"If M. Night Shyamalan’s misguided live-action version of Avatar: The Last Airbender made you want to hide your childhood dreams in a Hollywood-proof vault never to see the light of day again, then perhaps Do: The Pilgrims of the Flying Temple can restore those dreams to their proper place. Inspired by beloved animated classics like The Last Airbender, The Little Prince, and Kino’s Journey, Daniel Solis’s new cooperative storytelling game celebrates the coming-of-age narrative with humor, strategy, and adventure. Now that’s how an homage is done right."

Ryan Macklin: Pilgrims of the Flying Awesome
"I’m the principal editor on the project, and we’ve brought on the enterprising Lillian Cohen-Moore to help put that final spit polish on it. The art is gorgeous. And Daniel’s writing is…well, he’s become a hell of a writer. Editing his writing is still work — everyone’s is — but damnit, it’s fun work. A literal joy to read. I’m excited for y’all to see this book."

Jennisodes
* Setting goals for kickstarter
* Setting pledge amounts
* Meeting the goal and adding new rewards
* Kickstarter video
* Influences of the game
* Pilgrim Letters
* Pilgrim name
* Next step in the production process
* Conventions for promotion - GenCon and Pax East

Forum discussions are active on RPG.net and Story-Games!

REIGN Kickstarter: Enemies of Awful Scale


The REIGN corebook describes an enormous creature that survives centuries, leaps dozens of miles, levels towns with each landing, and sucks nutrition out of the living soil. Its cavernous innards are hot, muddy, filled with strange man-size parasites and riddled with precious metals that draw bloodthirsty mercenaries from around the world.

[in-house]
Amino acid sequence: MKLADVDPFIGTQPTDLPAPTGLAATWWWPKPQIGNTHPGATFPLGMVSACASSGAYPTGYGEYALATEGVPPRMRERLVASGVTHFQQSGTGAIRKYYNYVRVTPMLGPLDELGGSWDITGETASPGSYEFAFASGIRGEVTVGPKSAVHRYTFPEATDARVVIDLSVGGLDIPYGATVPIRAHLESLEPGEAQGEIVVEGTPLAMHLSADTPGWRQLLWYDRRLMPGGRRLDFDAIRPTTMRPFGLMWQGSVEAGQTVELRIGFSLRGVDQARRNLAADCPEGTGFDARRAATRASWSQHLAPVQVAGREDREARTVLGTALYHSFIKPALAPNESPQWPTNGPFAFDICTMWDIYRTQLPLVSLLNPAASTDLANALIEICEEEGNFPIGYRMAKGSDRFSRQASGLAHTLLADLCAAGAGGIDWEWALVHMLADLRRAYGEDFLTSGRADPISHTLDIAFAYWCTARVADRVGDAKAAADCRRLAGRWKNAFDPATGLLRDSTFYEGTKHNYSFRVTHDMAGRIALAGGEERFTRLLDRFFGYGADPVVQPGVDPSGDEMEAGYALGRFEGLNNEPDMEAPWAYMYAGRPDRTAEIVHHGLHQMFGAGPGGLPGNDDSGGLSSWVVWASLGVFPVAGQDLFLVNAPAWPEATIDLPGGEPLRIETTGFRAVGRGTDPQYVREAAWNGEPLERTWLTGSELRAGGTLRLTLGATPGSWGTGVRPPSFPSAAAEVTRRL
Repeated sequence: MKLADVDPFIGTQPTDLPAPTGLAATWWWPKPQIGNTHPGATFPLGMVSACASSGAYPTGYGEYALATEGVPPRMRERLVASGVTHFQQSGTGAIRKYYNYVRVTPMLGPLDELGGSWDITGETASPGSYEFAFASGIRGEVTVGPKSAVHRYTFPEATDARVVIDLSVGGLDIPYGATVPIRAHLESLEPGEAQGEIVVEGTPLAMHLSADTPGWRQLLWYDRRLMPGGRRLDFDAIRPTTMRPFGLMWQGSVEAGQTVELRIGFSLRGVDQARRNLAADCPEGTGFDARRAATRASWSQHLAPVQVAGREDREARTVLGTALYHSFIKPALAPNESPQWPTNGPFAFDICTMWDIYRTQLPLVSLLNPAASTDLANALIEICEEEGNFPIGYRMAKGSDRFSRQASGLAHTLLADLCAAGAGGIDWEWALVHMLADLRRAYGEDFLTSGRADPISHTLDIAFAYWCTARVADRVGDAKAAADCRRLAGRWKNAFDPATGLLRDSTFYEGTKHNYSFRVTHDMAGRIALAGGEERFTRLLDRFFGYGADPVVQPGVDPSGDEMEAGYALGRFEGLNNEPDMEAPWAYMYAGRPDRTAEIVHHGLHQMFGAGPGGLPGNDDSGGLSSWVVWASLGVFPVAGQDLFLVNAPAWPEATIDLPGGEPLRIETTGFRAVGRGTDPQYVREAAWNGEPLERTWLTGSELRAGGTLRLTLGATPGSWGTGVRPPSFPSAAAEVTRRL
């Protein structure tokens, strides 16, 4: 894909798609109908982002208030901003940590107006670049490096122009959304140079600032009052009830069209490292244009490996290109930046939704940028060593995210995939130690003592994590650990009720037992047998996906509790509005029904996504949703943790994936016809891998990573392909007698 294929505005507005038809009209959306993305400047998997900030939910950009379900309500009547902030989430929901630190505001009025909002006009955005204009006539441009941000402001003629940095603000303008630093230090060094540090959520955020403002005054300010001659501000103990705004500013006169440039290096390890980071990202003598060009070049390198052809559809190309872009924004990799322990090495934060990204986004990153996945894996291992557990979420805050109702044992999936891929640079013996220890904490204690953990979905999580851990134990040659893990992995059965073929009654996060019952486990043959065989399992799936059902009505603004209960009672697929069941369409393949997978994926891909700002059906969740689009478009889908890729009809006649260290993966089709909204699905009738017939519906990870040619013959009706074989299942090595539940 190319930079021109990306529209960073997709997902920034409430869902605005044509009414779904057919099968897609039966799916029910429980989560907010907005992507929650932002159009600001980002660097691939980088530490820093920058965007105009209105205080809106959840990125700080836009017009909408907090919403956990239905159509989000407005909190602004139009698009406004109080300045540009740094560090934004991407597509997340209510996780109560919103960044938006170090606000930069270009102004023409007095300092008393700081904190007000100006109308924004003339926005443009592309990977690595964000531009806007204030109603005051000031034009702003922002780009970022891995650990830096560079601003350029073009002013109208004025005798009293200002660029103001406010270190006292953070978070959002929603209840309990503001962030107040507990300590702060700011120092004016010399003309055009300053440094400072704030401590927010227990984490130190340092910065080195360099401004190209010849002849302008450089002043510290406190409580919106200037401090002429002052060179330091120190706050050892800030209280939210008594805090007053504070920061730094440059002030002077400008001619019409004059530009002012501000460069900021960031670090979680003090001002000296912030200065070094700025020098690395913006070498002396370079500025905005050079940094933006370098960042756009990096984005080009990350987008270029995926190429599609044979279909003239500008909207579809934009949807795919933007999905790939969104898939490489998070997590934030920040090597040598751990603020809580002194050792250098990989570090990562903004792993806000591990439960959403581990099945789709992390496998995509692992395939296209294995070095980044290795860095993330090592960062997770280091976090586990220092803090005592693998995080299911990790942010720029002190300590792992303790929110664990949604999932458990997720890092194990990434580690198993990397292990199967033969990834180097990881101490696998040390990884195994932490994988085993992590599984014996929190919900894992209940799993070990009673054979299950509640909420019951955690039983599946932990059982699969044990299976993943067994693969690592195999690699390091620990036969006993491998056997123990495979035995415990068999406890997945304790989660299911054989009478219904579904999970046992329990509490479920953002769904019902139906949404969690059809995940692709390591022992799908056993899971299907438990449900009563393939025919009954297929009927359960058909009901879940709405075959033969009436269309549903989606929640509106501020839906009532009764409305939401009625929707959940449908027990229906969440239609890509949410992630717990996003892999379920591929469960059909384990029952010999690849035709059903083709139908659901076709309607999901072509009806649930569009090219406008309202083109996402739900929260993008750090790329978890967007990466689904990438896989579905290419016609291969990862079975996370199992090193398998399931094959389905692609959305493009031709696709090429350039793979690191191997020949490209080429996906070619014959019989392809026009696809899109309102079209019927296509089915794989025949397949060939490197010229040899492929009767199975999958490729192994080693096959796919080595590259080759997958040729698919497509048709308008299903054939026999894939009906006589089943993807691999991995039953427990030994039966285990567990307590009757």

For all intents and purposes, these are living dungeons and designed as such. In game terms, this creature possesses attributes REIGN usually reserves for nation-states. The description got me interested in a dungeon-oriented adventure for the first time in ages and it was barely a few hundred words.

Now, Greg is raising funds via Kickstarter for a new REIGN supplement. I've contributed to a handful of these new supplements, but this one piqued my interest because of one article in particular: Enemies of Awful Scale. At last, more of these bizarre, alluring creatures to whet the appetite for epic danger.

But only if Greg gets enough pledges. Want to help bring more of these Godzilla-scale threats in your game? Pledge here.

On the overwhelming response to Do: Pilgrims of the Flying Temple


Wow, it's been an amazing weekend for Do: Pilgrims of the Flying Temple.

On day 1, we met our fundraising goal, which we had expected to meet in 45 days. We quickly moved into Phase 2, where we could start affording a larger print run. This was our long plan, to last a few weeks. That phase was complete in six hours.

We've pivoted quickly to keep this momentum going. Jenn Wong of the Jennisodes caught me at the height of mania yesterday and posted the interview this morning! Here, I talk about setting goals in Kickstarter, respond to the response, and discuss our next steps. Listen at the link below!